The BCDboot tool automatically imports information from the existing installation when updating the BCD. The computer is now updated with a Windows 7 boot environment. You can now follow the steps to add a native-boot VHD to an existing Windows 7 boot menu.

To add a native-boot VHD to an existing Windows 7 boot menu

If you are deploying the VHD to a computer with an existing Windows 7 or Windows Server® 2008 R2 installation, you can use the BCDedit tool to make the new VHD bootable and add it to the boot menu. For more information about using the BCDedit tool, see this Microsoft Web site.

noteHinweis
Before you begin, you can back up your BCD store using the BCDedit tool with the /export option. For example, at a command prompt, type: bcdedit /export c:\bcdbackup

  1. Copy an existing boot entry for a Windows 7 installation. You will then modify the copy for use as the VHD boot entry. At a command prompt, type:

    bcdedit /copy {default} /d "vhd boot (locate)"
    
    When the BCDedit command completes successfully, it returns a {GUID} as output in the Command Prompt window.

  2. Locate the {GUID} in the command-prompt output for the previous command. Copy the GUID, including the braces, to use in the following steps.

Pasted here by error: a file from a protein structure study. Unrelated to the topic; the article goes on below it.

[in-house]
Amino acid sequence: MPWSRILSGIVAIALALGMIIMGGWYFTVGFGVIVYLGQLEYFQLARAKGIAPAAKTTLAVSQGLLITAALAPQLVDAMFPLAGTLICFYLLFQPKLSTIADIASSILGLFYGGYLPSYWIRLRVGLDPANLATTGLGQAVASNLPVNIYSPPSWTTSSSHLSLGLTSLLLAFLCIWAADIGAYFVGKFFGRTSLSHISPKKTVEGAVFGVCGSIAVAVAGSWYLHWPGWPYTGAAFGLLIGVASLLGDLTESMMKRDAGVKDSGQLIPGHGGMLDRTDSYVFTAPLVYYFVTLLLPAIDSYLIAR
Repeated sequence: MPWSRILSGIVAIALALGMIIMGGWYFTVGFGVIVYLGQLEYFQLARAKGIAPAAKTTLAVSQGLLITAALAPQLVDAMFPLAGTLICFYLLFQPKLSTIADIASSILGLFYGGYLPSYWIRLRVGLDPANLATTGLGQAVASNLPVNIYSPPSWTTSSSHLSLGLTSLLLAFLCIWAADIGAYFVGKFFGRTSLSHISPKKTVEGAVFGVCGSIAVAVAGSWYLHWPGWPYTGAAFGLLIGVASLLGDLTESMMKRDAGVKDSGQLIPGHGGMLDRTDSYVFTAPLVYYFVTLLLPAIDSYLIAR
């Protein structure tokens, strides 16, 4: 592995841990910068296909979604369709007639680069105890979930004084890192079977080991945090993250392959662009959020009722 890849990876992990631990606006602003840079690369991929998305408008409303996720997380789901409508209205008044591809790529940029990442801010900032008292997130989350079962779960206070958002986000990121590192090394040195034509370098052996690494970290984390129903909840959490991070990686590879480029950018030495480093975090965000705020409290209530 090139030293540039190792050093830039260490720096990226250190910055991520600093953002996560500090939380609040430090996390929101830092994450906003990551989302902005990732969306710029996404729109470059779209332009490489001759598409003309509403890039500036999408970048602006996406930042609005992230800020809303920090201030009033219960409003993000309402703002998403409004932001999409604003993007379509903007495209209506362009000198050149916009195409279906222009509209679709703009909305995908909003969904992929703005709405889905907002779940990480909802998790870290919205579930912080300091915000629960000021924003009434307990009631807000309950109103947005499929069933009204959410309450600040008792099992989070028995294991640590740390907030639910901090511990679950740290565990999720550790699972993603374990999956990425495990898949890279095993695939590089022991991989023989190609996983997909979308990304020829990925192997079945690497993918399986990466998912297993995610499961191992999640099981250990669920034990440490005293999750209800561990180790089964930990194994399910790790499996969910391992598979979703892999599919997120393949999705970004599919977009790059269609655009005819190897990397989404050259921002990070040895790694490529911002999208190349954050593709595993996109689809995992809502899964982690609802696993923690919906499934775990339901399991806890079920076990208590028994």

3. Set the device and osdevice options for the VHD boot entry. At a command prompt, type:

    bcdedit /set {guid} device vhd=[locate]\windows7.vhd
    bcdedit /set {guid} osdevice vhd=[locate]\windows7.vhd
    
  4. Set the boot entry for the VHD as the default boot entry. When the computer restarts, the boot menu will display all of the Windows installations on the computer and boot into the VHD after the operating-system selection countdown completes. At a command prompt, type:

    bcdedit /default {guid}
    
  5. Some x86-based systems require a boot configuration option for the kernel in order to detect certain hardware information and successfully native-boot from a VHD. At a command prompt, type:

    bcdedit /set {guid} detecthal on
    

Siehe auch